Systems Development... At a glance.


My last project for RBS had all of the structural elements of Web-based Applications development.

It followed the "Client-Server" model. An SQL Database on a server delivered data to client programs distributed on a network.

Web-based Applications follow a similar model. An SQL Database, typically MySQL, delivers data to client programming tools, typically PHP, on the web-server which the web server makes available to the client browser on the user's device, PC, Mac, "Pad" or Cellular Phone.

I have spent much of the last 12 months re-skilling... learning about the tools and techniques of Web-based Applications development and applying them to an example development - OurSQS


OurSQS demonstrates my understanding of Web-based applications and how to build them.

OurSQS runs on a MySQL database. It is in essence a "content management" system. It features:

  • Image Galleries
  • XHTML uploads images to PHP5 which resizes them, creates thumbnails and stores them in folders.

    JavaScript updates the local view of the gallery in the system so that page refresh is not needed.

    PHP reads the folder content to feed links to the contents of each gallery back to the pages delivered to the user.

    Users can define and populate new galleries.

  • Asynchronous Document Upload to the Web-page
  • Before HTML5 and the file API: uploading documents to the page in the browser required the file to be uploaded to the web-server and the content downloaded to the page either as a page refresh or using AJAX.

    OurSQS tests for the availability of the file API and uses it if it is available. If not then the file is passed back to to PHP5 on the web-server and passed back through an iFrame.

    Documents, which can be HTML, rich-text or simple text formats, are parsed using Regular Expressions in either PHP5 or JavaScript and embedded in HTML and added to the Document Object Model in the web-page.

  • Data Capture to MySQL
  • A user enters the components of a question or uploads the question in HTML, Rich Text or simple text formats. The question is edited, links and images added and can then be saved as a draft question, or if complete, saved as a "finished" question. The content is delivered to PHP5 which inserts the content into the MySQL database. If the question is being saved as a draft then the "state" of the page is captured to allow the page when refreshed to be as it was when it was saved.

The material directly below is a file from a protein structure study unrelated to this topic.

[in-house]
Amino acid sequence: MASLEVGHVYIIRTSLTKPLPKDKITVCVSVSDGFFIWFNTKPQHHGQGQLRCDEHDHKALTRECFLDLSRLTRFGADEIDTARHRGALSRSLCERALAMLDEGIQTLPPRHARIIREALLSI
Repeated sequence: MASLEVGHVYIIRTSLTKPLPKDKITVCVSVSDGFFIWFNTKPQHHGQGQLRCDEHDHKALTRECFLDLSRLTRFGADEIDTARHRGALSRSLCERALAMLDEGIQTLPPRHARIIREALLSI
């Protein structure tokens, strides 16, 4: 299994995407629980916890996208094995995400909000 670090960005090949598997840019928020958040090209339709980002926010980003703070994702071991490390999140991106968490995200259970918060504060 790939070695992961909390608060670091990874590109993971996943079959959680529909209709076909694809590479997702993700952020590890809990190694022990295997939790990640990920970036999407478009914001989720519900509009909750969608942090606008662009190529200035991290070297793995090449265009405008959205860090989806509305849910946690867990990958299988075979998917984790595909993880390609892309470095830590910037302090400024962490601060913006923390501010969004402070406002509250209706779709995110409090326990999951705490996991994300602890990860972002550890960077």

• Previewing a Question
  • The system allows the user to preview the question and builds the HTML code dynamically (DOM element insertions) when preview is requested.

  • Randomization of Options
  • Questions can then be presented to "students" with multiple choice options in random order.

  • Feedback
  • Answers are captured and compared with the correct answer and feedback is presented. This is done in PHP5 code to prevent "students" from "inspecting" the HTML and JavaScript in their browser.

Build and test an OurSQS Simple Multiple Choice Question of your own!


I have been developing systems on PCs since 1982.


I built a small accounting system for my brother, in Basic, and a marketing database in UCSD Pascal to keep track of my bank customer direct marketing. It kept track of the marketing materials that I had sent out and when loans were due to be repaid: so I could persuade people to borrow more money from the Bank.

The Victor 9000 PC

The Victor 9000

I bought a Victor 9000 - an Intel 8088 based computer with 128-896K RAM and two 5" floppy disks:more - to continue to learn to program a computer. In the UK, the Victor 9000 was sold by ACT as the ACT Sirius.


I was working in the Royal Bank of Scotland's Trade FInance Department on the Bank's "Smaller Exporters Scheme". It became clear that a small database and letter writing system would be very useful, so I built one using an IBM PC and the Smart System.


I was recruited into the Royal Bank of Scotland - RBS - Systems Development Department, in 1986, to develop PC based systems.

Of all my careers to date, my time working in the Systems Development Department of the RBS stands out as the one that I loved most of all.

I learned something new every day. I worked with intelligent people who knew what they were doing and cared about it. I was able, indeed asked, to apply my intelligence to problem solving with computers. I was able to contribute a great deal to the working of the Bank.

My role was to identify areas of the Bank who could get useful work from a PC, put forward a cost benefit analysis and then to work with the users to develop systems jointly.

I taught users to use the programs and assisted in the development of systems by the users, teaching them systems analysis and design concepts.

I developed a starter kit in the Smart System which provided utility functions and and a skeleton menuing system which allowed users to complete developments more quickly.

Problems addressed included:

  • A Trade Finance Exposures System.
  • A Shipping Exposures System.
  • A Contribution Analysis System for Documentary Credits.
  • A Subsidised Mortgage Accounting System.
  • A System to Collect and Collate Customer Risk Exposures for Central Credit Control.

I was taught how to use systems analysis methods,principally: data-flow, state-transition and entity relationship diagrams.


I worked on analysis, testing, selection and implementation of a Documentary Letters of Credit "Package" using IBM AS/400 and Mainframe computers.


I moved to the Treasury Team and worked on building a new dealing room and rapid prototyping of Deal Capture systems using BSD Unix, "C", and TCP/IP sockets on a distributed network of PC's.


In my last project for the RBS: I ran a team implementing a distributed time series database of customer exposures on PCs running on Novell Netware and Gupta's SQLBase and SQLWindows.